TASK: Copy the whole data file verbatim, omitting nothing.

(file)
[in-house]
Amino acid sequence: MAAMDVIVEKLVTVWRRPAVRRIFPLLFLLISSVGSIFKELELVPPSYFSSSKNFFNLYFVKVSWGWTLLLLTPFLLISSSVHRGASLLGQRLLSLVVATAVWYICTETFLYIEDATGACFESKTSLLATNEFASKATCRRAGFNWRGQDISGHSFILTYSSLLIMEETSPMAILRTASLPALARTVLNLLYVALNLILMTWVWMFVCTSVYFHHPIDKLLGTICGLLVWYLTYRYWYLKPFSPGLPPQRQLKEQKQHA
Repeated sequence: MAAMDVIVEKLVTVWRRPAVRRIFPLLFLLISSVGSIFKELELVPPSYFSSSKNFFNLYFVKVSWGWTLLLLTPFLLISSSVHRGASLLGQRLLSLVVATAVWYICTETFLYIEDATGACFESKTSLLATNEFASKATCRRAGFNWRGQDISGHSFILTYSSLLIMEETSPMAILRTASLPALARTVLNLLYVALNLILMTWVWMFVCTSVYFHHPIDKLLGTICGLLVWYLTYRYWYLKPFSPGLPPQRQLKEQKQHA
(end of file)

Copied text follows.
[in-house]
Amino acid sequence: MAAMDVIVEKLVTVWRRPAVRRIFPLLFLLISSVGSIFKELELVPPSYFSSSKNFFNLYFVKVSWGWTLLLLTPFLLISSSVHRGASLLGQRLLSLVVATAVWYICTETFLYIEDATGACFESKTSLLATNEFASKATCRRAGFNWRGQDISGHSFILTYSSLLIMEETSPMAILRTASLPALARTVLNLLYVALNLILMTWVWMFVCTSVYFHHPIDKLLGTICGLLVWYLTYRYWYLKPFSPGLPPQRQLKEQKQHA
Repeated sequence: MAAMDVIVEKLVTVWRRPAVRRIFPLLFLLISSVGSIFKELELVPPSYFSSSKNFFNLYFVKVSWGWTLLLLTPFLLISSSVHRGASLLGQRLLSLVVATAVWYICTETFLYIEDATGACFESKTSLLATNEFASKATCRRAGFNWRGQDISGHSFILTYSSLLIMEETSPMAILRTASLPALARTVLNLLYVALNLILMTWVWMFVCTSVYFHHPIDKLLGTICGLLVWYLTYRYWYLKPFSPGLPPQRQLKEQKQHA